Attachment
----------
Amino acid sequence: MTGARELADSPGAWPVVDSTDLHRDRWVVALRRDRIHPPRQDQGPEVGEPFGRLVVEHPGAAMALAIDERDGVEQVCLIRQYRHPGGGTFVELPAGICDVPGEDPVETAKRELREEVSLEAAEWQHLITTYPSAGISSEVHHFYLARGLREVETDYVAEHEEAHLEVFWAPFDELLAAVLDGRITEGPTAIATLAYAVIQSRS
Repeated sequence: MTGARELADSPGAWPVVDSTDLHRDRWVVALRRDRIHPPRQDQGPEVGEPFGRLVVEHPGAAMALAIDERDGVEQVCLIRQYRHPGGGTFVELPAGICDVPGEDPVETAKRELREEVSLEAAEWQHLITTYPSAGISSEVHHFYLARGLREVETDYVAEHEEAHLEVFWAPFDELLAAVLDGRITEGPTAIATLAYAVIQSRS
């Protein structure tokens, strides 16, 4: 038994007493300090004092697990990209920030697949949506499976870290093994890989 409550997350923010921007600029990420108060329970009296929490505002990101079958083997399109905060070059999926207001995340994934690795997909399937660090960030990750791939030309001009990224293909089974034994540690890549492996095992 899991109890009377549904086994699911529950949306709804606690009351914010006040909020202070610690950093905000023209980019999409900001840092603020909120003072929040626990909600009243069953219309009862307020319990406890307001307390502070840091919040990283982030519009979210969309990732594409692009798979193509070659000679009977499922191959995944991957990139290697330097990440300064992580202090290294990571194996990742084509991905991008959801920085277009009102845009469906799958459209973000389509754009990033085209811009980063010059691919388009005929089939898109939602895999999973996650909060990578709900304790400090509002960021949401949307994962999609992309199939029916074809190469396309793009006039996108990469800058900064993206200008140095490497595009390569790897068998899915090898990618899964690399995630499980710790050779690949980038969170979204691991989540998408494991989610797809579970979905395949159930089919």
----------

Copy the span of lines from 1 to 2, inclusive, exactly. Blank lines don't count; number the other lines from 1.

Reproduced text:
Amino acid sequence: MTGARELADSPGAWPVVDSTDLHRDRWVVALRRDRIHPPRQDQGPEVGEPFGRLVVEHPGAAMALAIDERDGVEQVCLIRQYRHPGGGTFVELPAGICDVPGEDPVETAKRELREEVSLEAAEWQHLITTYPSAGISSEVHHFYLARGLREVETDYVAEHEEAHLEVFWAPFDELLAAVLDGRITEGPTAIATLAYAVIQSRS
Repeated sequence: MTGARELADSPGAWPVVDSTDLHRDRWVVALRRDRIHPPRQDQGPEVGEPFGRLVVEHPGAAMALAIDERDGVEQVCLIRQYRHPGGGTFVELPAGICDVPGEDPVETAKRELREEVSLEAAEWQHLITTYPSAGISSEVHHFYLARGLREVETDYVAEHEEAHLEVFWAPFDELLAAVLDGRITEGPTAIATLAYAVIQSRS